Our move was accomplished; fifteen years passed. New stuff came in, old stuff went into the attic, or the cabinets, or the too-large closets, sometimes into the basement. I was fairly confident there was room for at least two vehicles in the garage since I never saw Jimmy’s van or truck on the street, but I preferred to stay ignorant of what might be stored in the rest of the space. We occasionally talked about that yard sale, but somehow never found the time.

Then we decided to retire and follow our dream of buying a motorhome and wandering around the country having adventures. We took a year to plan our escape down to the tiniest detail. Or so we thought.

“They made a bid on the house, but if you accept it, they want to move in a month from now,” announced our real estate agent.

We wanted to jump up and down and shout “Hallelujah!” The one element we’d had no control over was how long it would take to sell our house, and here the third couple to look at it actually wanted it! Thank God our motorhome was ready to move into. We were in the home stretch.

Thus began the most challenging period of our marriage. Jimmy was still working every day, so I went through the house room by room, with the exception of the basement, the attic and the garage, which we would handle together. I began by assigning each item to either the “keep” pile, the “thrift store” pile, the “junk pile, or “undecided.” Eventually it became obvious that the largest pile of all was the “undecided.” I invited friends and relatives in to take what they wanted, but still that “undecided” pile filled an entire room — two rooms after Jimmy and I finished with the basement and attic. The garage turned out to be the easiest. Jimmy agreed to sell most of its contents to the new buyer of the house, who apparently didn’t have enough garage junk of his own.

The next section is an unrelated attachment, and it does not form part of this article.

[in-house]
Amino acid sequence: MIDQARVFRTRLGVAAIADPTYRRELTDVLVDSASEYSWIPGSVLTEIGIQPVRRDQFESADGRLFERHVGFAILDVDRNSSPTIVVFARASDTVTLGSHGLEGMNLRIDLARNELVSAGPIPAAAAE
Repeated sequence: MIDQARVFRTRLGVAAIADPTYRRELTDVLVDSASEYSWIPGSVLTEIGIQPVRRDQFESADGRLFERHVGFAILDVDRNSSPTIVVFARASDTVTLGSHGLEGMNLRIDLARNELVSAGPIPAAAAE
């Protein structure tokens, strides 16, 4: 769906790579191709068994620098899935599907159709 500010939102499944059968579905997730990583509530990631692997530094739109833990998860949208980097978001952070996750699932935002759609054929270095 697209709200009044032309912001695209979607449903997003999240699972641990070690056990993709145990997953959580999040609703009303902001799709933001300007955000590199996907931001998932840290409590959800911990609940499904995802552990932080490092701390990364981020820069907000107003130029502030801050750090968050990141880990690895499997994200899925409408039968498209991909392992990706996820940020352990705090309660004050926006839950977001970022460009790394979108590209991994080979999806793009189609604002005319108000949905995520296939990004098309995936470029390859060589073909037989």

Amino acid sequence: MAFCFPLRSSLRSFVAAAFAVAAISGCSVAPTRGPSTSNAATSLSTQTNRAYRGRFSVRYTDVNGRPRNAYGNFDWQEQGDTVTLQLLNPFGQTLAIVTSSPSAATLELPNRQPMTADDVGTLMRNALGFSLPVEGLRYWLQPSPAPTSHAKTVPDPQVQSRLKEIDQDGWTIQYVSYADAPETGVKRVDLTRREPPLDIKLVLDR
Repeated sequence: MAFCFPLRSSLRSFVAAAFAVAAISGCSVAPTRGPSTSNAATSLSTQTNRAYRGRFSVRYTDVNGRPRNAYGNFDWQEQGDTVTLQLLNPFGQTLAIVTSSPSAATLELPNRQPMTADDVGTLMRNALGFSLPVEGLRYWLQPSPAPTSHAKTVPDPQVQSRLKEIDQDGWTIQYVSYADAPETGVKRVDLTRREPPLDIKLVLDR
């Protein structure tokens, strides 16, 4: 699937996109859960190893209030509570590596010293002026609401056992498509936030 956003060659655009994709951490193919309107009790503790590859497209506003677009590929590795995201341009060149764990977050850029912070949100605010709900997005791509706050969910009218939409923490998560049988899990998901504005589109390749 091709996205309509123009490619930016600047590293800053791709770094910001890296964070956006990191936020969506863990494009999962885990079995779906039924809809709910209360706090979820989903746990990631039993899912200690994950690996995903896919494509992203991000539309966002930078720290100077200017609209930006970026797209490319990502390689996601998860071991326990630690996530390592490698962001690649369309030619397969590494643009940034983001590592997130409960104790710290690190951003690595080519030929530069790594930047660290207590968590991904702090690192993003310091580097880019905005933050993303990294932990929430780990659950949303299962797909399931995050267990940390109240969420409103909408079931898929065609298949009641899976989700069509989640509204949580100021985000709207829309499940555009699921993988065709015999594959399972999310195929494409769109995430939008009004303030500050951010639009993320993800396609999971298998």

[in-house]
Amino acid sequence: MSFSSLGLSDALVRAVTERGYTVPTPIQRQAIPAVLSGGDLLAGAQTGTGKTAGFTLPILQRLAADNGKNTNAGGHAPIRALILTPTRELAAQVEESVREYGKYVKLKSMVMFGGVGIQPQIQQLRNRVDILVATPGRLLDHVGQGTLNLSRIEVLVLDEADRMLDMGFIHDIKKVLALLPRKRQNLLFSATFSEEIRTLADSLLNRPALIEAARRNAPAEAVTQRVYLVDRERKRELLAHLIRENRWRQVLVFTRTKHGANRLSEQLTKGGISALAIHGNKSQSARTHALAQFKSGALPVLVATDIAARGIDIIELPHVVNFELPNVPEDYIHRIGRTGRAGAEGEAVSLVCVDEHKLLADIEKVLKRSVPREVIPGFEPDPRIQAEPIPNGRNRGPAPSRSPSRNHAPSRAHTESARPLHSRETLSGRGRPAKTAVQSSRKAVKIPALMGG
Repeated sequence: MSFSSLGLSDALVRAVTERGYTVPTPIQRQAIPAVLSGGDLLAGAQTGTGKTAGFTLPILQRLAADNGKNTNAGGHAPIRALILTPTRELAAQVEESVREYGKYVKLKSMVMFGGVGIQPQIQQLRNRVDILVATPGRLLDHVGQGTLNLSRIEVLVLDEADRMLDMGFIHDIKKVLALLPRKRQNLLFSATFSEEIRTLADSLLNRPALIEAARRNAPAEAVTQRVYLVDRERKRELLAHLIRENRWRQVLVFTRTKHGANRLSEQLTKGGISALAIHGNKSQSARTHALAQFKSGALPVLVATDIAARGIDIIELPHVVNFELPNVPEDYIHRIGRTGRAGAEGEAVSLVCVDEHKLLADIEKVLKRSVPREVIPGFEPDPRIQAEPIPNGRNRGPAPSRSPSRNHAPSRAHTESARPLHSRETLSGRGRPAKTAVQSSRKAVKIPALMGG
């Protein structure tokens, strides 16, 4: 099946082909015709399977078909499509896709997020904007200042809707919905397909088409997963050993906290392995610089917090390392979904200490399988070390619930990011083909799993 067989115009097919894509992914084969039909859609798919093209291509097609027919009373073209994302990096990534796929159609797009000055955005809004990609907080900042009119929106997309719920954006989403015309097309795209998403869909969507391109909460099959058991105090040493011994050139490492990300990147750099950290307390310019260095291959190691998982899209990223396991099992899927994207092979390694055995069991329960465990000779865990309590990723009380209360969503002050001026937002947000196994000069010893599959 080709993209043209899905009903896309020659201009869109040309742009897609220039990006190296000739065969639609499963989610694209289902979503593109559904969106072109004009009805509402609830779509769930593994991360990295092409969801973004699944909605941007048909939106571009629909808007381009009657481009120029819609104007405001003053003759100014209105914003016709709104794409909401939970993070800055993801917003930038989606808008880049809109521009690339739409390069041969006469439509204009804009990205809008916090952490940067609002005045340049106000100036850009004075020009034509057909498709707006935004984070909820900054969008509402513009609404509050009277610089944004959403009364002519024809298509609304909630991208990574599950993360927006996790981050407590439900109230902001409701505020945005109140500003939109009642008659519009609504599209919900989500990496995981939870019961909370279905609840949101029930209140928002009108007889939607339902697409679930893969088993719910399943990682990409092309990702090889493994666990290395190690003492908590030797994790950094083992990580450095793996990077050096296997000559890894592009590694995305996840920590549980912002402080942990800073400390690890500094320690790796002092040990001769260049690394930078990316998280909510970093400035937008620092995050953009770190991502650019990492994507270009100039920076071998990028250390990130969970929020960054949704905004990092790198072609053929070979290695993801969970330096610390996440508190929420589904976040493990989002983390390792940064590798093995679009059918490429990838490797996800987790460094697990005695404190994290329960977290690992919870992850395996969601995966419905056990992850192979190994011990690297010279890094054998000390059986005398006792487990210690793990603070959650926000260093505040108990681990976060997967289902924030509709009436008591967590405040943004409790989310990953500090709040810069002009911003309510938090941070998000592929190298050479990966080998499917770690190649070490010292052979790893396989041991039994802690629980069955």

“We just can’t keep it all,” I wailed, as we looked at the huge piles of “undecided” stuff on our last Sunday evening.

Jimmy looked up from the box of Grandma Sowder’s ugly dishes. Was that a tear in the corner of his eye?

“Okay, listen,” I said, knowing a quick solution had to be reached. “Let’s just rent a second storage unit, move all this stuff in, and once we get into the motorhome, we’ll sort through it, keep what we want and sell the rest at a yard sale.”